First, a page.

Another day, another letter from Scott Arthur attacking the SNP (Letters, 20 May). This one descends into trivia, referring to the chip buttie story which surfaced in a right-wing daily newspaper and two instances of typical Westminster silliness about seats and speeches which are elevated to “unsavoury” by Dr Arthur.
A couple of things stand out from Dr Arthur’s letters. The first is that while he remorselessly attacks the SNP, he never provides examples of positive alternative policies.
He does not seem to have cottoned on to the fact that the relentless negativity his beloved Labour Party showed in the referendum election campaigns is what led many Labour supporters to abandon it for the SNP.
He is also curiously diffident about the fact that during the election campaign the Labour Party indicated that they did not intend to change one iota of George Osborne’s last Budget, thus signing up to another £30 billion of cuts including £12bn from the welfare budget which will hit the most vulnerable members of our society (to whom Dr Arthur frequently refers in his letters) the hardest.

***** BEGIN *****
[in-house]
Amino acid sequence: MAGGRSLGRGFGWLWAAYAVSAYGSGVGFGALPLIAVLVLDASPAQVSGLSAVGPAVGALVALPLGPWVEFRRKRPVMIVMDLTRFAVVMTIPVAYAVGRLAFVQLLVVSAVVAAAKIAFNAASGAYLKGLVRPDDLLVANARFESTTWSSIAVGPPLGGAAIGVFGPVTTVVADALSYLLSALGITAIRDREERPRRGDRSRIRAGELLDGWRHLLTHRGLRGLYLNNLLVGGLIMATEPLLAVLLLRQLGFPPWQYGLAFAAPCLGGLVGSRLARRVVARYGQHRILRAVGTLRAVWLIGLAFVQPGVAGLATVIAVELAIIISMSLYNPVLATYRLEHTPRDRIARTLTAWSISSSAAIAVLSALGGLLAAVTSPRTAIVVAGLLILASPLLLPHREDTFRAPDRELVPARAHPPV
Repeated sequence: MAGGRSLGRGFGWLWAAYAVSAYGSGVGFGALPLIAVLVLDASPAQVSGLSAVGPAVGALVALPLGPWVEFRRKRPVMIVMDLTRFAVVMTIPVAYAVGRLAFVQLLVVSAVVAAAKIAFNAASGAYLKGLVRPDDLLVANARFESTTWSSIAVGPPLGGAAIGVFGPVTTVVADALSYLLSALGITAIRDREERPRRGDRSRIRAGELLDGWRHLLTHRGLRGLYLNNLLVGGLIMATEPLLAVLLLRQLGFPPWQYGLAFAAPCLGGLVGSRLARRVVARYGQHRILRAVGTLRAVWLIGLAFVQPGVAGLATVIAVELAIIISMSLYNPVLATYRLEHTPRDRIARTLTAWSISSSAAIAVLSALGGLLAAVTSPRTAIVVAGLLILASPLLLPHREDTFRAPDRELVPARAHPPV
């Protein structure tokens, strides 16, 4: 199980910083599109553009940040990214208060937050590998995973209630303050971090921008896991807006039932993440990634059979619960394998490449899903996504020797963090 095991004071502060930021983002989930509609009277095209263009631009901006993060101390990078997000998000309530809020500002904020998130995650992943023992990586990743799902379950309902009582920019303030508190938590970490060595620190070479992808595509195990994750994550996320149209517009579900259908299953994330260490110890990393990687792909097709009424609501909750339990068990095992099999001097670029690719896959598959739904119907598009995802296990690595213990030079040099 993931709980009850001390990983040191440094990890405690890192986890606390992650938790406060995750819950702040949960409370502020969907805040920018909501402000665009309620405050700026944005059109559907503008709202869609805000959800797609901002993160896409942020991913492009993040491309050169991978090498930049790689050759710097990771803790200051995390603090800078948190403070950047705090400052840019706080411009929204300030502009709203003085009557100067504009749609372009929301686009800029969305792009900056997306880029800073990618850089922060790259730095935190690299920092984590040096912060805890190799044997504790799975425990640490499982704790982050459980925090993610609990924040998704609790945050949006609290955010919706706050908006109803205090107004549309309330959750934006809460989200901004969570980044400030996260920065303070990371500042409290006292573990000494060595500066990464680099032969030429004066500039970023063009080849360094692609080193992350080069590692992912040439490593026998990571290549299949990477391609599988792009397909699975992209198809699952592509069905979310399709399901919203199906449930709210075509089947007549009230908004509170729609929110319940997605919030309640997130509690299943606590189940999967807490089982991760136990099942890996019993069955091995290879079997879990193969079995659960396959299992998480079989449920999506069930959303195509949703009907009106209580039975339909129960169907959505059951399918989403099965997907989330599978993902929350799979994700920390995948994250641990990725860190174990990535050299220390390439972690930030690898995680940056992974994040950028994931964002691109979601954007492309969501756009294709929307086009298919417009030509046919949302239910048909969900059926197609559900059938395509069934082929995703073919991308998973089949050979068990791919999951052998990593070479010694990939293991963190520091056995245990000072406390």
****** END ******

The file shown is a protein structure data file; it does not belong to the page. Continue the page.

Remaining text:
And let’s not forget the anti-immigration mugs and the letters sent to pensioners during the election campaign which repeated the lie which worked during the referendum, saying that a vote for the SNP would put their pensions at risk.
And finally, during the Blair years, when the Labour Party moved significantly to the right in search of the “aspirational” vote and took this country into two illegal wars which cost hundreds of thousands of lives and billions of pounds, we never heard a peep from him.
Dr Scott Arthur quite rightly criticises the behaviour of one SNP MP trying to organise seating arrangements.
An important point mustn’t be overlooked, namely that he “had nothing better to do with his time”. Irrespective of party allegiance there must be some disquiet over the cost of running our democracy.
Surely devolution of “more new powers” must mean even less of a role for the Scottish MPs.
Isn’t it the case that Westminster MPs have no locus in MSPs’ “bread and butter issues?” It could well be with 129 MSPs, 59 MPs, eight MEPs and thousands of councillors Scotland is becoming over-governed.
US democracy works with 435 members of the House of Representatives and 100 in the Senate.
Arguably when constitutional affairs are being debated the cost of keeping so many MPs is fundamental.
Old Chapel Walk